May 2009

Elizabeth Bachner


Short Letter, Long Farewell by Peter Handke

There’s something about Wings of Desire. After seeing it in college, one of my friends joined the circus. Another picked up and moved to Berlin, where she had a series of painfully gorgeous and unavailable male roommates with silly German names. I fell in love with Peter Handke’s Biblical-sounding “Song of Childhood,” and started reading Austrian literature. The poem ran through my head for years, like Eliot’s “Prufrock” or Gillian Allnutt’s “Images of Revenge.” It ran through my head in German, even though I don’t speak any German. I could hear it better that way. I don’t pay attention to Handke’s politics. He’s a beautiful writer, spare but not simple, cinematic, more haunting than cruel.

Handke’s 1972 Short Letter, Long Farewell is a Great American Novel, so it’s fitting that it’s not American, not in English, not epic, and kind of more screenplay-like than novel-like. It’s the story of an unnamed Austrian man, just turning 30, who heads to America with all of his savings and does a bunch of American things, like stay in hotels and stare at military men in bars and go on a road trip with an old lover and watch TV movies and meet John Ford. He is fleeing (or maybe pursuing?) his murderous ex-wife, Judith. It won’t spoil the book to say that it ends with a showdown.

It won’t surprise Handke fans to learn that the entire book is about exactly what it is not about, about exactly what he has deliberately, almost pathologically, left out. This is how he manages to stay so spare. In Wings of Desire, Columbo is an American angel who has traded in his wings for the brief, conflicted glory of a human existence. In Short Letter, Long Farewell, America is a glossy movie set, a fantasy horizon to move into thoughtlessly. The dark shadows of Austria and grief are felt everywhere, and acknowledged nowhere. Quentin Crisp once wrote (weirdly, in an admiring review of Splash): “The voice of Europe is a cross between a scream of frustration and a yawn of despair.” There’s plenty of screaming and yawning in Short Letter, all of it silent.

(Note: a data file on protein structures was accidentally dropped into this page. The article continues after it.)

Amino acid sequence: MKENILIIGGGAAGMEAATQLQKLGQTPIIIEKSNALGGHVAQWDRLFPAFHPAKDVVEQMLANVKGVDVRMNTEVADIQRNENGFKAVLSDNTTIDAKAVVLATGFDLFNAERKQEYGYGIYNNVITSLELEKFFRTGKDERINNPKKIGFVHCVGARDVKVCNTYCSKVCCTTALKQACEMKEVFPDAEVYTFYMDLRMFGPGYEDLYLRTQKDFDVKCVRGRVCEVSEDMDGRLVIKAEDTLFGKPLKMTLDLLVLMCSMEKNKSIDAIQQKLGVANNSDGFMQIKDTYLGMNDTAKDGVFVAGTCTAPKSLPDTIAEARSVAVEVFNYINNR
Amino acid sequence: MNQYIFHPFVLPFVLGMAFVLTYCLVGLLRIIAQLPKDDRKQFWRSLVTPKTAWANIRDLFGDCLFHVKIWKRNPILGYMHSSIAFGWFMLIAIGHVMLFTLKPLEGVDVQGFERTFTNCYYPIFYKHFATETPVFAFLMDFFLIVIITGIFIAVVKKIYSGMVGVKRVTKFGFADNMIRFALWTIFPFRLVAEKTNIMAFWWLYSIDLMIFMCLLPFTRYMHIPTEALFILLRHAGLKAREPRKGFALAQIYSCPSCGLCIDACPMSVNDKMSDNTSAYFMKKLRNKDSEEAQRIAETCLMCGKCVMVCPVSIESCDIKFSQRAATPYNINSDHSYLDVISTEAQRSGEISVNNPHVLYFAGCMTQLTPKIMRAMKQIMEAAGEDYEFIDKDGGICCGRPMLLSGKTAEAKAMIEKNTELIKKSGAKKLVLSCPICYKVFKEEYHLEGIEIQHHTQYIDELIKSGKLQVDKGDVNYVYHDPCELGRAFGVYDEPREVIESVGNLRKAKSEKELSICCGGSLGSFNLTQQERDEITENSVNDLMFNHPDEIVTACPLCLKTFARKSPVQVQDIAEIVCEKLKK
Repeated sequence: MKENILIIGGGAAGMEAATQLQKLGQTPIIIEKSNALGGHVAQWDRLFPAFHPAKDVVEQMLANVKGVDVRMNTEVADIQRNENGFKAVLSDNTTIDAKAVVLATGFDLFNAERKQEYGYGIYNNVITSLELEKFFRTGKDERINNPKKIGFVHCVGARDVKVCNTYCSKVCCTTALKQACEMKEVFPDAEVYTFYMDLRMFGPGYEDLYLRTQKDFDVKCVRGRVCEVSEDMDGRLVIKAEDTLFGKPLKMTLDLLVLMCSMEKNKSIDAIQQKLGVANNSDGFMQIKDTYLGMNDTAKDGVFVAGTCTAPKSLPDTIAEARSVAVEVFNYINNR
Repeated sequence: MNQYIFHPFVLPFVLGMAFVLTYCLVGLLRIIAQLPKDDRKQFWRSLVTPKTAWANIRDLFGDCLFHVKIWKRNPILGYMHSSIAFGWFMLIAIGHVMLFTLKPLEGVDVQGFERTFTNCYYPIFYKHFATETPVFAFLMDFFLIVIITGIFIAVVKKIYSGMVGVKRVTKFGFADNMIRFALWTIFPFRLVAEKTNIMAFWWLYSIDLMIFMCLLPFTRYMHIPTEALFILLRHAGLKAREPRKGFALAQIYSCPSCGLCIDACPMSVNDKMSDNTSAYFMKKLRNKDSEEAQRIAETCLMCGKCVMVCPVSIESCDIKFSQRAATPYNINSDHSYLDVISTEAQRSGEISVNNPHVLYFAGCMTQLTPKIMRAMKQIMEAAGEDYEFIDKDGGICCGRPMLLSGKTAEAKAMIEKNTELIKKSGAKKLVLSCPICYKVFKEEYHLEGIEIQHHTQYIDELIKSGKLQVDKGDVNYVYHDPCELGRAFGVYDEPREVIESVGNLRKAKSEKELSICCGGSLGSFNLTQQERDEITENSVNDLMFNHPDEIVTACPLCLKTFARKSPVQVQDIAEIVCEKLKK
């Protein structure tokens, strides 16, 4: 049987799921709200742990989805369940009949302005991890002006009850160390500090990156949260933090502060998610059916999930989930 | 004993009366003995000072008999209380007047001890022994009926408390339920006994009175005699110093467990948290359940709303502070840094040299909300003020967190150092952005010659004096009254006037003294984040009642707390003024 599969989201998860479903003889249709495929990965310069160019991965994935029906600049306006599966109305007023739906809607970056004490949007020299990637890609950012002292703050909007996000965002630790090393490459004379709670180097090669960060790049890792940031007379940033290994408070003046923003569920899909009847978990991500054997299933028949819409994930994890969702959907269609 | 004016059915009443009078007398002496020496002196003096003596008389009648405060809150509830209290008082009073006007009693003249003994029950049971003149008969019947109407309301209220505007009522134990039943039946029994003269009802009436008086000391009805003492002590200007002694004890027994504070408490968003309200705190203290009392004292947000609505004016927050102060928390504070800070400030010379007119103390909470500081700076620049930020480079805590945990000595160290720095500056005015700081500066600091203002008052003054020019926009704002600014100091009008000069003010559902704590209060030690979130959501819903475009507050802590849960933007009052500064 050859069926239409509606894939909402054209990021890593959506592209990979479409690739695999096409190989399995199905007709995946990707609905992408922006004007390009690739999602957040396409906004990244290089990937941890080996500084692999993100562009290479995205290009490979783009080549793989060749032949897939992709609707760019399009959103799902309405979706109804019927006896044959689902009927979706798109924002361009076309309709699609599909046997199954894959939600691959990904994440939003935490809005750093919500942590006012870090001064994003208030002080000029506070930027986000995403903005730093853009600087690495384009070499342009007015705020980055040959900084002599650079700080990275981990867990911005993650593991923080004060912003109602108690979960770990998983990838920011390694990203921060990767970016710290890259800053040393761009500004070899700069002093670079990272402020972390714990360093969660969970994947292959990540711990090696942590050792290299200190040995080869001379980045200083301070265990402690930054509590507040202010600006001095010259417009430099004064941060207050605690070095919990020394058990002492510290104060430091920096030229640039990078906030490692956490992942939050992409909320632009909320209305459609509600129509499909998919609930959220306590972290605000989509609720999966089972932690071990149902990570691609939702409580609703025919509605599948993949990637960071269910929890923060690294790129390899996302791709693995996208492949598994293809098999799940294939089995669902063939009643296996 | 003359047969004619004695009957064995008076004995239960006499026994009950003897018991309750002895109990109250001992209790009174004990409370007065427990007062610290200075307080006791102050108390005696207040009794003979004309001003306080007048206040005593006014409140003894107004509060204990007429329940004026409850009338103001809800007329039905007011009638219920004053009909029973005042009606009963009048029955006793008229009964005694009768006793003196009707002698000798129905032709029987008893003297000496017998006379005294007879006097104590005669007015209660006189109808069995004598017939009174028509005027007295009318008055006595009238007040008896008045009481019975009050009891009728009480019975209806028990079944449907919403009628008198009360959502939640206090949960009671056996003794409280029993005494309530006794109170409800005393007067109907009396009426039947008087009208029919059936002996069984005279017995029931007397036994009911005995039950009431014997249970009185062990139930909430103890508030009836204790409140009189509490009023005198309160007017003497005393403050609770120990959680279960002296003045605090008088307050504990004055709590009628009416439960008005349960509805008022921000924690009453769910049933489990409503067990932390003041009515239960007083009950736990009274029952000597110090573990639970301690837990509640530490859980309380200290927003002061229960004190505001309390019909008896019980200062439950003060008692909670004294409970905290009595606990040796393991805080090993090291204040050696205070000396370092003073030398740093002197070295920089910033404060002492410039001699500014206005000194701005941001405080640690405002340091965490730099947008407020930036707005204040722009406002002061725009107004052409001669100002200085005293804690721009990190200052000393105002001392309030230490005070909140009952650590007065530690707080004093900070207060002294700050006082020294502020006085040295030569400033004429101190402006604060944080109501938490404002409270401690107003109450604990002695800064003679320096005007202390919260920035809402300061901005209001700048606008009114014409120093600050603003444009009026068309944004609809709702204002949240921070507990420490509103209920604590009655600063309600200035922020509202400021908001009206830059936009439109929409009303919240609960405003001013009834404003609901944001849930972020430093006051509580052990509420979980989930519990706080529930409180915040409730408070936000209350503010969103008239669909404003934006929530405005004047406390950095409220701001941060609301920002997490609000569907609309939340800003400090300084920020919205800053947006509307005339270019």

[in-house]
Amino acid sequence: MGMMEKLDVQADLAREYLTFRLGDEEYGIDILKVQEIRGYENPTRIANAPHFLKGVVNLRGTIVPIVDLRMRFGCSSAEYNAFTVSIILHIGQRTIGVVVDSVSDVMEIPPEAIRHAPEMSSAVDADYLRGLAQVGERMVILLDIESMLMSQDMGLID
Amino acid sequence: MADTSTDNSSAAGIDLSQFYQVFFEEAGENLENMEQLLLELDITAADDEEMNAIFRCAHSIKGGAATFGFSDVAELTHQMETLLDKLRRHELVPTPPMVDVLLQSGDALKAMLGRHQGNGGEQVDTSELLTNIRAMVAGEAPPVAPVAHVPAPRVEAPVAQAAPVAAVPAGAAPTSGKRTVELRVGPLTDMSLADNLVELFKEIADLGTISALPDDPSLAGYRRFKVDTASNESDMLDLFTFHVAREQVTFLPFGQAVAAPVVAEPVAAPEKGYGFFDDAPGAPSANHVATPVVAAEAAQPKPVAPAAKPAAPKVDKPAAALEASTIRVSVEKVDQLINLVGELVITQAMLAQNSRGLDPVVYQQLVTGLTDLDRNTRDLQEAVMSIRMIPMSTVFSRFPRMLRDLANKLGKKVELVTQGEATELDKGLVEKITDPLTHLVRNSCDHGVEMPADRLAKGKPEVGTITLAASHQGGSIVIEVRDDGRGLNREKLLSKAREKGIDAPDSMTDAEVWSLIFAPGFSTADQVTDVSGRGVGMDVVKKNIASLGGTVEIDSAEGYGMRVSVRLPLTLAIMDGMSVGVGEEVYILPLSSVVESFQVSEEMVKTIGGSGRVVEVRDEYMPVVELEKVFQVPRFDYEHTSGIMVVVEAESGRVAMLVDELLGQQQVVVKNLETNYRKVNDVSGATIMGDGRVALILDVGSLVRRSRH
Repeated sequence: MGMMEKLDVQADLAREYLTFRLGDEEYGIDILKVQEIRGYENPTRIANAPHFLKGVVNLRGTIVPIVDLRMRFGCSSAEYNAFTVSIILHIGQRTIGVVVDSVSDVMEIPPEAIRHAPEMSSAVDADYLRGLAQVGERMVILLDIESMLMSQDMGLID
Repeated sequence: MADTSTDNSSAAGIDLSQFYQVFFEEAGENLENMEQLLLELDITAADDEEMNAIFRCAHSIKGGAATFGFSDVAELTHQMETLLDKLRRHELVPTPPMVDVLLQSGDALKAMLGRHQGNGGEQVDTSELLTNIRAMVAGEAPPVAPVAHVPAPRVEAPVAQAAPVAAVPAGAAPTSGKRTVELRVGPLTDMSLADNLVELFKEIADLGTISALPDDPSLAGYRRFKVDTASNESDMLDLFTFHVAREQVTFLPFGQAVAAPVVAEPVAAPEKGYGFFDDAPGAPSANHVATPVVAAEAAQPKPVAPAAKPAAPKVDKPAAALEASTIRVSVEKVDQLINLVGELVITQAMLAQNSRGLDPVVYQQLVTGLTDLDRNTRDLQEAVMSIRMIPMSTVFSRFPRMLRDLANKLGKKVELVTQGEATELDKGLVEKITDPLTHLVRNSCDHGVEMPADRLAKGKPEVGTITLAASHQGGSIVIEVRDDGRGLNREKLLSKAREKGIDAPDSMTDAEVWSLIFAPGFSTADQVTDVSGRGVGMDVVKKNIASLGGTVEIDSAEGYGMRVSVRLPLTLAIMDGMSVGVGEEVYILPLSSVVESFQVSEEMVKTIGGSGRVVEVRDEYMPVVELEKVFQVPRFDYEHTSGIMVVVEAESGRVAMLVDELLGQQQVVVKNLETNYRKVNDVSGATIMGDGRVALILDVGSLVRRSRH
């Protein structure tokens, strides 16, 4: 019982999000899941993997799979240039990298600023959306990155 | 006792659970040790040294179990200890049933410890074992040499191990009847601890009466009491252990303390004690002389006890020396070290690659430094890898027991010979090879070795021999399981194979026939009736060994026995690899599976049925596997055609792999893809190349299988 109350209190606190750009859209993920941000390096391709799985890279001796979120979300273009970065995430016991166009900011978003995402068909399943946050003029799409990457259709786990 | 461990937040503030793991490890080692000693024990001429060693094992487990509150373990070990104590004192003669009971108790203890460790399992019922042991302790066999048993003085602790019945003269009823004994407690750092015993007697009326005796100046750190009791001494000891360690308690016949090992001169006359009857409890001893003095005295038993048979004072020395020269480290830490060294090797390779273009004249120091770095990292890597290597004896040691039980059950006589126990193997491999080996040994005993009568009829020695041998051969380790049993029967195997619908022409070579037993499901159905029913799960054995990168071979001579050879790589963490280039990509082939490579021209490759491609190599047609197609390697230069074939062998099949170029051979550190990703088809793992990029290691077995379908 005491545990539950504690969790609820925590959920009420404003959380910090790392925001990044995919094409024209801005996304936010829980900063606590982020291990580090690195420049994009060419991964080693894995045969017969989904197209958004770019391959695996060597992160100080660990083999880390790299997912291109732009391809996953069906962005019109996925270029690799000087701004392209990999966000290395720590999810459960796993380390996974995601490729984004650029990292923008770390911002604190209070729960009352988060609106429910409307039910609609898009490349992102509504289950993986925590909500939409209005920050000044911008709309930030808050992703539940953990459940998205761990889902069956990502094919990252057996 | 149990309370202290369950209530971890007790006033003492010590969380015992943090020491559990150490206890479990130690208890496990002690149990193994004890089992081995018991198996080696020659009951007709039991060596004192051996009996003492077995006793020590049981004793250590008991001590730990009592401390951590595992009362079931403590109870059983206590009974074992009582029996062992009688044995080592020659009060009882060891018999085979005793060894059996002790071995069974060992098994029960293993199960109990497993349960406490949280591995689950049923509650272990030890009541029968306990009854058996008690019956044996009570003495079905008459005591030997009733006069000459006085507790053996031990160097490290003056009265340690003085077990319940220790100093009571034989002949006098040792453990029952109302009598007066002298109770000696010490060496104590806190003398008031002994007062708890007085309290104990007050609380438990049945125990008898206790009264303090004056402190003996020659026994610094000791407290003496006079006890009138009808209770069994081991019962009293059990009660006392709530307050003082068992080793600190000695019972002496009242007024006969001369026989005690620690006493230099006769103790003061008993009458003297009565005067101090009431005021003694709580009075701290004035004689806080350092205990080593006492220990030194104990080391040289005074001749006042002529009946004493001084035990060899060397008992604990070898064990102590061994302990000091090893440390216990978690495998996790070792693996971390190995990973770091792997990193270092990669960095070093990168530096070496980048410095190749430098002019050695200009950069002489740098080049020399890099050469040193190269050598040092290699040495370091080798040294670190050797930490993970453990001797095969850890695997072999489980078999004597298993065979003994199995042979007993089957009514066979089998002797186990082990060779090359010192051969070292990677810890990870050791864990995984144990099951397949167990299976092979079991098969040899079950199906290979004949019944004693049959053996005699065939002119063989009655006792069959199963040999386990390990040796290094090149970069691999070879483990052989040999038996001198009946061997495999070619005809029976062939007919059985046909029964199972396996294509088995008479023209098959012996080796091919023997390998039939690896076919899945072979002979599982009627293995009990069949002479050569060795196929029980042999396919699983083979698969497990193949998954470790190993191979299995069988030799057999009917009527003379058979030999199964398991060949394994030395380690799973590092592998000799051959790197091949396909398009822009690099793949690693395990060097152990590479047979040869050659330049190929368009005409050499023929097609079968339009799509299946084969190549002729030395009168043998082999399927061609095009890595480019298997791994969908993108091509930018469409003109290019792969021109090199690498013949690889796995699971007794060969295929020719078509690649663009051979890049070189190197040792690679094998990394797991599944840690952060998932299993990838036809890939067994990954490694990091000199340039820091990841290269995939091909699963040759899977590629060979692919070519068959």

Short Letter, like all good fictional travelogues, is the story of the failed attempt to escape into a dream, to cheat memory, and history, and death. Throughout the story, the narrator is reading the uber-Germanic Green Heinrich, by Gottfried Keller, a masterpiece of autobiographical self-examination, self-fleeing, adventure, misadventure, and denial. And the narrator drifts between dreamy quiet and self-exploratory monologues. Somehow things happen, without it being clear how or why they’ve happened. “What I wanted,” he tells his lover Claire between New Baltimore and Pittsburgh:

"was not so much to make something out of nothing or change one thing into another as to enchant myself… Today I interpret that feeling not as a desire to vanish from the face of the earth, but as joyful anticipation of a future when I would cease to be the person I was at the moment. It’s very much the same now when every day I tell myself that I’m one more day older and it must show. It’s got so I really want the time to pass and make me older."

"And die," said Claire.

"I seldom think of my own death," I said.

This glossy new paperback edition of Short Letter starts with a wonderful introduction by Greil Marcus, who quotes a character in Wim Wenders’s Kings of the Road: “The Yanks have colonized our subconscious.” But Handke’s roadbook, his Green Henry goes to Hollywood, is more a story of Europe’s frustrated, despairing voice colonizing the vast, backlit American landscape and then riding off into a celluloid sunset.  

Short Letter, Long Farewell by Peter Handke
ISBN: 1590173066
192 Pages